Many will say that this has happened for centuries; old jobs, as essential as they might seem, are replaced easily by ones which reflect changes in technology. People adapt, and new jobs are created, the economy is left unaffected. However, there are hints that things might be different this time. A 2013 report published by the McKinsey Global Institute titled Disruptive Technologies: Advances that will transform life, business and the global economy discussed how this might be the case. In it, the authors identify several advances, including the autonomous car that are truly “disruptive” and may leave an unprepared workforce in a serious job deficit. Several articles published this year reported that by the year 2025 - that is, within ten years - autonomous or driverless vehicles will become commercially available. The technology already exists and is being tested on roads in the United States (and elsewhere to be sure) as we speak. This will mean that within ten years, we will see increasing pressure from trucking companies to allow autonomous vehicles on the roads. We will also see fleets of autonomous vehicles threatening to replace the entire taxi industry. The technology will face resistance from truckers unions, and taxi driver unions, but in the end, these vocations will face the inevitable reality that drivers are simply no longer necessary.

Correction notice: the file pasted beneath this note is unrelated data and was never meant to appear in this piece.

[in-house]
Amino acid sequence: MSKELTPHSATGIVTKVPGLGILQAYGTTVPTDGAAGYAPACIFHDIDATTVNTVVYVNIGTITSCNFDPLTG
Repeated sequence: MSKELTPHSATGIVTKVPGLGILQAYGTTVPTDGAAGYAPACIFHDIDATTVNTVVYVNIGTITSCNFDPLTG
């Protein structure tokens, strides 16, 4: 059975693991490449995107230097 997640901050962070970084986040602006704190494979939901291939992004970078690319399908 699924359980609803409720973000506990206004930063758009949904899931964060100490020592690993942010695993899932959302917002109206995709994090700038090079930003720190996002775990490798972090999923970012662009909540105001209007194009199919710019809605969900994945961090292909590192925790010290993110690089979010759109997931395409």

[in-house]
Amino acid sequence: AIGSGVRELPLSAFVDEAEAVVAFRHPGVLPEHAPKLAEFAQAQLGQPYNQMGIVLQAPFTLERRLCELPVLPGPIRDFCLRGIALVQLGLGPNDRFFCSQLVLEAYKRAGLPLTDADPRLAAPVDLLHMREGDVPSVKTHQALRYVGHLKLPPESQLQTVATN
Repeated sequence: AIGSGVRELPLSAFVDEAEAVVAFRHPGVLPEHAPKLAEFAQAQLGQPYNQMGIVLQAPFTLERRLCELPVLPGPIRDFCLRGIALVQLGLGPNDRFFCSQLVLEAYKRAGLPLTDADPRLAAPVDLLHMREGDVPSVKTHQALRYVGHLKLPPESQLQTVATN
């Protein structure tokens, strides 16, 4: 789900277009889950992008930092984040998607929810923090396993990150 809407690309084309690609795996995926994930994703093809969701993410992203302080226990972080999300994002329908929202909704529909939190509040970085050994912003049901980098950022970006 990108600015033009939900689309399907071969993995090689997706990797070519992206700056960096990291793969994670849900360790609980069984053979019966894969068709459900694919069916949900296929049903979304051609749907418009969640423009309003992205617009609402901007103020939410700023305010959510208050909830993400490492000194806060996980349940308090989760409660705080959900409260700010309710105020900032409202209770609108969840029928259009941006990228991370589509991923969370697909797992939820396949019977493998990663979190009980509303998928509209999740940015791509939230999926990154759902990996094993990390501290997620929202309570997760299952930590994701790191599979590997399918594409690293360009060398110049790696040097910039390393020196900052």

And rightly so! So much human energy is wasted on menial tasks that ought to be performed by automated processes, which will be more efficient and more reliable than human labour. The questions that remain are, “What will these hundreds of thousands of people do for a living?” and perhaps more importantly, “What is the meaning and purpose of work in a society where human labour is largely unnecessary to produce and deliver the goods that humans demand?” 

Perhaps these are foolish questions to pose, especially foolish to pose to political candidates in Canada’s federal election since at least two of the candidates will be retired in twenty years. But I cannot help but ask, because I don’t feel we are prepared, and it doesn’t seem like anyone with the power to prepare us is worried about it. They seem content to bail out industries “too big to fail” with tax dollars that they plan to collect from generations to come. Meanwhile, we live a reality of scarce employment that looks radically different from the reality our parents faced, and face a future that looks radically different yet. And I wonder, if this is how I feel, with all the privilege that a white man in 2015 is granted, how drastic is the situation for others? And how much more drastic will it become?

So as the days count down to the election, I’ll be waiting for an answer to my question. Realistically, I’m fearful that I won’t get one, but I’m hopeful that someone will at least make an effort.

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verbiadj (David Lacalamita)
Toronto & Montreal
Member since May 2011